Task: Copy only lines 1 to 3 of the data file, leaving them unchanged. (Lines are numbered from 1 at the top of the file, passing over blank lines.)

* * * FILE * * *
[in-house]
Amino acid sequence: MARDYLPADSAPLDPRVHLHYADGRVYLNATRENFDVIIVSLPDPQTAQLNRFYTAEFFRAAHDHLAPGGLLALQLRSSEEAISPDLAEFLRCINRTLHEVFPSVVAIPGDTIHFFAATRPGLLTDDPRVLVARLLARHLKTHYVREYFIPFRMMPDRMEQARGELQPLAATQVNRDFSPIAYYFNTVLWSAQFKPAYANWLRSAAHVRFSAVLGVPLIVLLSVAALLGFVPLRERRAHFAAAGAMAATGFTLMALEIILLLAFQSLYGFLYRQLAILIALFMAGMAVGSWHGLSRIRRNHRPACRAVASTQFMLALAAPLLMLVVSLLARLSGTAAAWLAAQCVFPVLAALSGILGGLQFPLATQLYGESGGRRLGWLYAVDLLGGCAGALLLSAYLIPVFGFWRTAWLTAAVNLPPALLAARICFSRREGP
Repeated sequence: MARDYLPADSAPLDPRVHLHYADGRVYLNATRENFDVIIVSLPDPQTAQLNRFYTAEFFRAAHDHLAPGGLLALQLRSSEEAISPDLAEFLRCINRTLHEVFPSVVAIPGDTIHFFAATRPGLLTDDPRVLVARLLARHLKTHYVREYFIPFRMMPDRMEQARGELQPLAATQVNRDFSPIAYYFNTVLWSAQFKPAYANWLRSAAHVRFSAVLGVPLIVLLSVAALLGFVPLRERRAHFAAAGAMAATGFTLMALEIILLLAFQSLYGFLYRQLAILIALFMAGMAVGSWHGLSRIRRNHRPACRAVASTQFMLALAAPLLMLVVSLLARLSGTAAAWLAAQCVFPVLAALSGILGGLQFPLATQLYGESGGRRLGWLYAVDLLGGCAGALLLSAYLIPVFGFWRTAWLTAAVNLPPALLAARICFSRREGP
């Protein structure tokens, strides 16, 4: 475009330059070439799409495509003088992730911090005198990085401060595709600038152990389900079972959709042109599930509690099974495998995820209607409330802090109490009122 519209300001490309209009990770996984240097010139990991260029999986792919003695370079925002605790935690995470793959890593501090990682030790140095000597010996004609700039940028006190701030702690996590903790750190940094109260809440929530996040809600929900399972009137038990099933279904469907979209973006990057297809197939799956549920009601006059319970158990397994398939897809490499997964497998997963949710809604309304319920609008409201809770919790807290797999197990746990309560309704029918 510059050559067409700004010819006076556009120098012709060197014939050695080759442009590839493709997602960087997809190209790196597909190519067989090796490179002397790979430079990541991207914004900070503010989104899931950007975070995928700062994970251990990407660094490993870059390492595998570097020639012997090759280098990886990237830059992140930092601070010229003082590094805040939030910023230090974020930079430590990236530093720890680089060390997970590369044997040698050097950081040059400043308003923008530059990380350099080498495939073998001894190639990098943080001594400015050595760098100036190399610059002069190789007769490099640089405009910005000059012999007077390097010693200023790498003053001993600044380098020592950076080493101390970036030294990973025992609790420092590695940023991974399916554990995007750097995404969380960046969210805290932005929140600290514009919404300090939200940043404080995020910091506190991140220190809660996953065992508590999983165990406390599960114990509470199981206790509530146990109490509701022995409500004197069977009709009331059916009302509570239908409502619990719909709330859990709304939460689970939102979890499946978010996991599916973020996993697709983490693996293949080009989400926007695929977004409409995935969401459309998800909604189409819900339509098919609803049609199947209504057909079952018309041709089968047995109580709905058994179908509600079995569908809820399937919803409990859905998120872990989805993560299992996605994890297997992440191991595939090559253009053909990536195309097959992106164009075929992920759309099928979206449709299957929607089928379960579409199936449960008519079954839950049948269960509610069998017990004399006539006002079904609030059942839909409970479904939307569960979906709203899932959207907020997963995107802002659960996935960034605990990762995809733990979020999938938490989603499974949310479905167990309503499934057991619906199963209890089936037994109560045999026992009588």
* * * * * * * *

[in-house]
Amino acid sequence: MARDYLPADSAPLDPRVHLHYADGRVYLNATRENFDVIIVSLPDPQTAQLNRFYTAEFFRAAHDHLAPGGLLALQLRSSEEAISPDLAEFLRCINRTLHEVFPSVVAIPGDTIHFFAATRPGLLTDDPRVLVARLLARHLKTHYVREYFIPFRMMPDRMEQARGELQPLAATQVNRDFSPIAYYFNTVLWSAQFKPAYANWLRSAAHVRFSAVLGVPLIVLLSVAALLGFVPLRERRAHFAAAGAMAATGFTLMALEIILLLAFQSLYGFLYRQLAILIALFMAGMAVGSWHGLSRIRRNHRPACRAVASTQFMLALAAPLLMLVVSLLARLSGTAAAWLAAQCVFPVLAALSGILGGLQFPLATQLYGESGGRRLGWLYAVDLLGGCAGALLLSAYLIPVFGFWRTAWLTAAVNLPPALLAARICFSRREGP
Repeated sequence: MARDYLPADSAPLDPRVHLHYADGRVYLNATRENFDVIIVSLPDPQTAQLNRFYTAEFFRAAHDHLAPGGLLALQLRSSEEAISPDLAEFLRCINRTLHEVFPSVVAIPGDTIHFFAATRPGLLTDDPRVLVARLLARHLKTHYVREYFIPFRMMPDRMEQARGELQPLAATQVNRDFSPIAYYFNTVLWSAQFKPAYANWLRSAAHVRFSAVLGVPLIVLLSVAALLGFVPLRERRAHFAAAGAMAATGFTLMALEIILLLAFQSLYGFLYRQLAILIALFMAGMAVGSWHGLSRIRRNHRPACRAVASTQFMLALAAPLLMLVVSLLARLSGTAAAWLAAQCVFPVLAALSGILGGLQFPLATQLYGESGGRRLGWLYAVDLLGGCAGALLLSAYLIPVFGFWRTAWLTAAVNLPPALLAARICFSRREGP